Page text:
Understanding Air Quality Index of India (AQI) – Nirvana Being

Understanding Air Quality Index of India (AQI)

by Nirvana Being on March 18, 2021

In an attempt to make air quality measurement easier to understand, the ministry of environment and forests launched an Air Quality Index (AQI) for India. It will put out real time data about level of pollutants in the air and inform people about possible impacts on health.

 Government have added five more components to the new process for measurement of air quality index of India: Particulate Matter 2.5, ozone, carbon monoxide, ammonia and lead.

 The Air Quality Index of India classifies air quality simply as good, satisfactory, moderately polluted, poor, very poor, and severe. Each band is represented by a colour code to visually express the level of severity that people can grasp easily.

The index will cover Delhi, Agra, Kanpur, Lucknow, Varanasi, Faridabad, Ahmedabad, Chennai, Bengaluru and Hyderabad. The index will be later expanded to 46 more cities having a population of more than one million, besides 20 state capitals

Eight pollutant have been taken into account to calculate Air QuaIity Index of India

  • Nitrogen oxide
  • Sulpher dioxide
  • 5
  • PM 10
  • Ozone
  • Carbon monoxide
  • Ammonia
  • Lead

The Air Quality Index of India has been developed by the Central Pollution Control Board in consultation with IIT-Kanpur and an expert group comprising medical, air-quality professionals and other stakeholders


Additional Information (Particulate Matter)

They are also known as particle pollution or PM, is a complex mixture of extremely small particles and liquid droplets. Particle pollution is made up of a number of components, including acids (such as nitrates and sulfates), organic chemicals, metals, and soil or dust particles.

They can come in almost any shape or size, and can be solid particles or liquid droplets. We divide particles into two major groups. These groups differ in many ways. One of the differences is size, we call the bigger particles PM10 and we call the smaller particles PM2.5.

BIG. The big particles are between 2.5 and 10 micrometers (from about 25 to 100 times thinner than a human hair). These particles are called PM10 (we say “P M ten”, which stands for Particulate Matter up to 10 micrometers in size). These particles cause less severe health effects.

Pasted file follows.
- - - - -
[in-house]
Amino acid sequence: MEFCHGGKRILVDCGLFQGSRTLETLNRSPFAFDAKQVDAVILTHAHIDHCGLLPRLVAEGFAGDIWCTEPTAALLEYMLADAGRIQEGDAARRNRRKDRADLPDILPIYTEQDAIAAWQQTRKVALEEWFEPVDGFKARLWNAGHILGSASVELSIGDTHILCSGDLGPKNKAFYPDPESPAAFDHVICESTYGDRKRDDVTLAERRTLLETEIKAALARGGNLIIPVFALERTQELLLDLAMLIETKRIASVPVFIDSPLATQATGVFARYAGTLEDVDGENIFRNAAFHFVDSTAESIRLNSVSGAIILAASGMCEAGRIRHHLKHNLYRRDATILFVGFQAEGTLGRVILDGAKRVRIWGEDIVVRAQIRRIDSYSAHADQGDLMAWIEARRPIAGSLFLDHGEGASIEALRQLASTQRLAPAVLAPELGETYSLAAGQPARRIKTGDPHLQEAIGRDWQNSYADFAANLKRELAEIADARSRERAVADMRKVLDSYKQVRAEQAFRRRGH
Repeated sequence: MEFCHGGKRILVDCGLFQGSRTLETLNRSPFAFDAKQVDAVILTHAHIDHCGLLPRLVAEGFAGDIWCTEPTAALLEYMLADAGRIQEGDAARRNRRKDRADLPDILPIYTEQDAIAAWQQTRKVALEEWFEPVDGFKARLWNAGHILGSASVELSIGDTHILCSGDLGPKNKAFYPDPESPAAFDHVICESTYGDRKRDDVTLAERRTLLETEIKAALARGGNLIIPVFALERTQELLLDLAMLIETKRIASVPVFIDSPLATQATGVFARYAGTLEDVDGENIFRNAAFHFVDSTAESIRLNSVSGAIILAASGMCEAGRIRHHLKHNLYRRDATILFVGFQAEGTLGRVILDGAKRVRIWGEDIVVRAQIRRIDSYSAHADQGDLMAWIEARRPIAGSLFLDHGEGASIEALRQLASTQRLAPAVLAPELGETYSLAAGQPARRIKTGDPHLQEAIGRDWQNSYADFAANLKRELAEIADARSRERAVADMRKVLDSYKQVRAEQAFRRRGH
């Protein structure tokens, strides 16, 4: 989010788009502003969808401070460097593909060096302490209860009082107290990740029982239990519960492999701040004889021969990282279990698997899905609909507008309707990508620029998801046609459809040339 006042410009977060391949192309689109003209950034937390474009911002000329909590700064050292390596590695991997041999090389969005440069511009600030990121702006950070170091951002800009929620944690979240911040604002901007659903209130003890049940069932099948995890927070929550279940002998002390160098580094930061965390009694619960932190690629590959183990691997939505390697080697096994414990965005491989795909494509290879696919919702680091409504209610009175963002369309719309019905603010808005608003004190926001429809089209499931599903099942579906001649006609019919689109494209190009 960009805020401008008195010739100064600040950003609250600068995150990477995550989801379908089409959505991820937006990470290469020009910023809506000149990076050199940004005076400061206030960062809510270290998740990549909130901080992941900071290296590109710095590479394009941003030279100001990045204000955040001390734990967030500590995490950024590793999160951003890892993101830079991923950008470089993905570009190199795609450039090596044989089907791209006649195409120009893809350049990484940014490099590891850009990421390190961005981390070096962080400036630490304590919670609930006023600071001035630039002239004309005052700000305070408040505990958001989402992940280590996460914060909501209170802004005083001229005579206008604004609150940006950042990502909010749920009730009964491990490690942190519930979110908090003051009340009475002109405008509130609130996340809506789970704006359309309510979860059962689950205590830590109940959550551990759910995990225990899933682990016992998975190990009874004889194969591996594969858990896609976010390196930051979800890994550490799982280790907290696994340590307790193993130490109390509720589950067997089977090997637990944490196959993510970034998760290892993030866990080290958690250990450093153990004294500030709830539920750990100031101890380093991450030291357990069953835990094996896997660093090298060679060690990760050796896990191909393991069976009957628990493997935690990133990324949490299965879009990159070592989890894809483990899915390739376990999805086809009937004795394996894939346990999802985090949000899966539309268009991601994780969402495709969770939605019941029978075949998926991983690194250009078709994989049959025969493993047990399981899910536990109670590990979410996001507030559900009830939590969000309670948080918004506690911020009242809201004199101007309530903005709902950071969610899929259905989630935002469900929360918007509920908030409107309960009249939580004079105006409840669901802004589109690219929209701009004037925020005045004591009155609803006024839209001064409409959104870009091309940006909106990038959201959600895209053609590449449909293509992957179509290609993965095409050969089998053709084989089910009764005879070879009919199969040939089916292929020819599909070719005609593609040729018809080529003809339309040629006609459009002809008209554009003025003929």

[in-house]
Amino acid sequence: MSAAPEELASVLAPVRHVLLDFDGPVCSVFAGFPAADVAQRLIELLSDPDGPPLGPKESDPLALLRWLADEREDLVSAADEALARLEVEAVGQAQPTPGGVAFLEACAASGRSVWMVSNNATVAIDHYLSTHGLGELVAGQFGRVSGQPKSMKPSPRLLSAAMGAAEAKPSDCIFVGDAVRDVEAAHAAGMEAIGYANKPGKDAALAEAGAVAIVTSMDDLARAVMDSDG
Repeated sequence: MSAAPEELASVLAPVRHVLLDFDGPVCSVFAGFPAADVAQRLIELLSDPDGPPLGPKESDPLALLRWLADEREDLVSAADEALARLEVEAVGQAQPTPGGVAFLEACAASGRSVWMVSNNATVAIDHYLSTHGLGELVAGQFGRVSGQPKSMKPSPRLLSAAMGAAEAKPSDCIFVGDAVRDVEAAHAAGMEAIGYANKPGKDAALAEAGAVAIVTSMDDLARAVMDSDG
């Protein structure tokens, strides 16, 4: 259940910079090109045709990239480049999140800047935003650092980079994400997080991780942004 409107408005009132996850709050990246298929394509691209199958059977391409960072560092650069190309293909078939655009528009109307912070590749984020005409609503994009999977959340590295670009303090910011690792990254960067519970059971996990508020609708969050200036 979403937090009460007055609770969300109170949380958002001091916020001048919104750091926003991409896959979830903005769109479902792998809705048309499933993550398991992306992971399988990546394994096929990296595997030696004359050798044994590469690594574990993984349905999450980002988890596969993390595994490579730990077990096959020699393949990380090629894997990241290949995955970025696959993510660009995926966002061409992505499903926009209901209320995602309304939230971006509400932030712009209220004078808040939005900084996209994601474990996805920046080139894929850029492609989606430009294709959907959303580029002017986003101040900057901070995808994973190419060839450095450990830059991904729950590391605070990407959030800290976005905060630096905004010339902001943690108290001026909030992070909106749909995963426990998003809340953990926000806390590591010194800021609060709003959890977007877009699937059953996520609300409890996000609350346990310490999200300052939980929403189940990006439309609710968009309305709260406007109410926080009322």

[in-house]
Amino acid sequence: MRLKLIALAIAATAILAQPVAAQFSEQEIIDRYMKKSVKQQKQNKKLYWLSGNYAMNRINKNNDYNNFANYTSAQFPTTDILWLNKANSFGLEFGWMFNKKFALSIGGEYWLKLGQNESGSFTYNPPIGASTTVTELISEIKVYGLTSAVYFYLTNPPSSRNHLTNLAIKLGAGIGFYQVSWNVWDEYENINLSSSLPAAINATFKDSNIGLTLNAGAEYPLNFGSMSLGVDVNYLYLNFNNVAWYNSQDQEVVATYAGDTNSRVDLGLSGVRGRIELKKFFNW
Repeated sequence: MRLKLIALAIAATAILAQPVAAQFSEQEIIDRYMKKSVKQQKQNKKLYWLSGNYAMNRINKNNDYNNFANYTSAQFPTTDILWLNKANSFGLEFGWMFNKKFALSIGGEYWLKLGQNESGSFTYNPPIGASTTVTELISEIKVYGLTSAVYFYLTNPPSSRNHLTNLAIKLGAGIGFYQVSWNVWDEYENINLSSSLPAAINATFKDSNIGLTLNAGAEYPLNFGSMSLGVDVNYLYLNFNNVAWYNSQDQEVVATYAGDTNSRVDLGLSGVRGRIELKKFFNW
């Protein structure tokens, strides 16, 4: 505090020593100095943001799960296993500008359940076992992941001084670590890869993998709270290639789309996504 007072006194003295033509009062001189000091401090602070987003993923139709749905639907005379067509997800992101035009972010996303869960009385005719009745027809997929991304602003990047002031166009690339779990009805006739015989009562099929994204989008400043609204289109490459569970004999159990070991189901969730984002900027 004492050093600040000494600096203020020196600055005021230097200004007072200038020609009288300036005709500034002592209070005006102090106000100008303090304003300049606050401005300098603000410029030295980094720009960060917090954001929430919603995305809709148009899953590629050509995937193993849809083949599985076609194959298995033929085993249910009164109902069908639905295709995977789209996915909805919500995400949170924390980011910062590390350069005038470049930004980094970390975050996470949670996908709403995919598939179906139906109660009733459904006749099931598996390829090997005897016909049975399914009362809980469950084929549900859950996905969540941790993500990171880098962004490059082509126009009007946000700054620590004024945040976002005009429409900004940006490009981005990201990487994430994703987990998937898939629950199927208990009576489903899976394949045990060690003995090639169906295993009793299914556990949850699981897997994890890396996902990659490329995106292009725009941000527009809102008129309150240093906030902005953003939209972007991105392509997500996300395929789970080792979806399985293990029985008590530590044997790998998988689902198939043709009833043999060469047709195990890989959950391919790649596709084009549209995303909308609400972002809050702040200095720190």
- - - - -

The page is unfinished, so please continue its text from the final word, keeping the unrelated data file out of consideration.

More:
SMALL. The small particles are smaller than 2.5 micrometers (100 times thinner than a human hair). These particles are called PM2.5 (we say “P M two point five”, as in Particulate Matter up to 2.5 micrometers in size).


Coarse Particles (PM10) Fine Particles (PM2.5)
What they are smoke, dirt and dust from factories, farming, and roads mold, spores, and pollen
  • toxic organic compounds
  • heavy metals
How they’re made crushing and grinding rocks and soil then blown by wind
  • driving automobiles
  • burning plants (brush fires and forest fires or yard waste)
  • smelting (purifying) and processing metals

Particulate Matter and India

The PM2.5 is particularly dangerous and can cause adverse health effects owing to its greater penetrability into the human respiratory system and eventual accumulation in human organs and blood. Rural women, children and elderly population are more prone to diseases caused by air pollution. Rural women, in particular, face a greater risk from indoor pollution — locally made mud stoves fuelled by solid biofuel emit a far greater amount of finer particulate matter.

Air quality index of any area depends on local emissions, long-range transport, local and regional weather patterns, and to some extent the topography of the region. Due to increased buoyancy and efficient ventilation in summer, pollution plumes rise effortlessly to the free atmosphere. This leads to a reduced level of surface level PM2.5 concentration in our breathing zone. The problem gets aggravated during winter. Adverse conditions during winter help trapping of pollution leading to elevated level of surface PM concentration.

Compared with peninsular India and coastal regions, the situation is far worse in the Gangetic Basin, especially during winter months. The Himalayas act as a barrier to dissipation of pollution plumes emanating from the cities located in the Basin. As a result, cities in the Basin are more prone to sustained bad air quality.

While the Air Quality Index of India has created greater awareness of air pollution amongst the masses, there is a need for more concrete action to reverse air pollution.